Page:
My little one is on a balance bike and she is 4 years old. My seven year old was on a run bike at three. She loves getting out there and going fast with the wind in her face and being with her Dad. In Deep Cove, we have some trails that are not super gnarly and we even go out in the rain. She just loves being with her dad, having fun. Whether she is skiing or biking she is always screaming “again! again!” I love it and spaz out with her! I love riding solo and with friends but when you do it as a family it is much more special.
What do you say to other bikers that insist they don’t wants kids as it would get in the way of their hobby?
That’s a legitimate concern- it is a sacrifice you are going to make. Once you have kids, it is more amazing than you could ever think of and it is well worth the sacrifice. You don’t sacrifice all your bike time, you just sacrifice the ability to go biking whenever you want. If you have a good partner, a good support system and if you get super organized…you can have it all. After the kids go to bed, if they are at a birthday party, playdate, Grandma’s, or pay for a babysitter… do whatever it takes to get that ride in, you’ll get it done if you want to ride bad enough.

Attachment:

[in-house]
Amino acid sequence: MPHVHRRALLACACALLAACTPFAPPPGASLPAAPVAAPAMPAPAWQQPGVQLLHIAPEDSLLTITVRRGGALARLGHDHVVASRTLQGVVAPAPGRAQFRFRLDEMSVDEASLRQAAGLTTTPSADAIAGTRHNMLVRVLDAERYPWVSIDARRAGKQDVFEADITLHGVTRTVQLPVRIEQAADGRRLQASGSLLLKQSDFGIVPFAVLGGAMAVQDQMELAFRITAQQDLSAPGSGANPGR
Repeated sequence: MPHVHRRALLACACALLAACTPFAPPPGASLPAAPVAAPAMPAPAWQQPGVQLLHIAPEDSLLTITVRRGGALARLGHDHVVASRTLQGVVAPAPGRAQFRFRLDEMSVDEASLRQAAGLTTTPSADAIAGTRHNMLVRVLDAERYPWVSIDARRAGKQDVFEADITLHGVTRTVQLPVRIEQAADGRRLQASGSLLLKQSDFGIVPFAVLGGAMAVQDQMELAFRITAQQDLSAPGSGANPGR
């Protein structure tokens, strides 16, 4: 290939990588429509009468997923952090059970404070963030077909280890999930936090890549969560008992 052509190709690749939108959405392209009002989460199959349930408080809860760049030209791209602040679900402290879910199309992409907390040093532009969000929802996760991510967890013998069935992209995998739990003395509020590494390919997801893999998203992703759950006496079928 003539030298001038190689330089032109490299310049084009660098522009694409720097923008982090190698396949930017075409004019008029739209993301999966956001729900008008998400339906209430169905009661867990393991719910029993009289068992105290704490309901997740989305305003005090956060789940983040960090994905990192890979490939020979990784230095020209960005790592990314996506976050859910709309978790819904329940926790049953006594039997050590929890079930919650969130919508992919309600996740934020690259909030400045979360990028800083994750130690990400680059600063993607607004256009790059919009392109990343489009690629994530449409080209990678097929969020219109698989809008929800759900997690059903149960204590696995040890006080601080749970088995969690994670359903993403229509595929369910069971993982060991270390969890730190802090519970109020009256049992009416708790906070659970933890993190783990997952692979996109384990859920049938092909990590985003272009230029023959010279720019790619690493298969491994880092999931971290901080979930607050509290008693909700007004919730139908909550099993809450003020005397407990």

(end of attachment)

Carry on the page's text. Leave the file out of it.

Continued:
Having kids was something I wanted to do before I was done. I have been riding a lot in my life, ridden around the world and looked after my own selfish hedonistic pleasure for a long time. I wanted to make the sacrifice to have a family. You will lose some biking time but it is totally worth it. If you see people posting on Facebook pictures of getting married and having babies and all you can think of is BRAAAP- Well I am married and have kids and I still BRAAP- I just have to work a little harder to get it.
What do you think about the kids bike industry?
I think it’s great to see kids on little bikes. The balance bikes are amazing for teaching kids the way of the bicycle. That sense of balance and learning to feel the center-line of the bike is awesome. Companies like Little Shredder even make full suspension bikes that work awesome. I think a lot of companies that make kids bikes, make low or mid end bikes but it would be nice to see some high end bikes if you want to spend a bit of money to get a really nice kids bike. But I think it’s encouraging the more and more I see little rippers out there and I want to see more- it’s our future.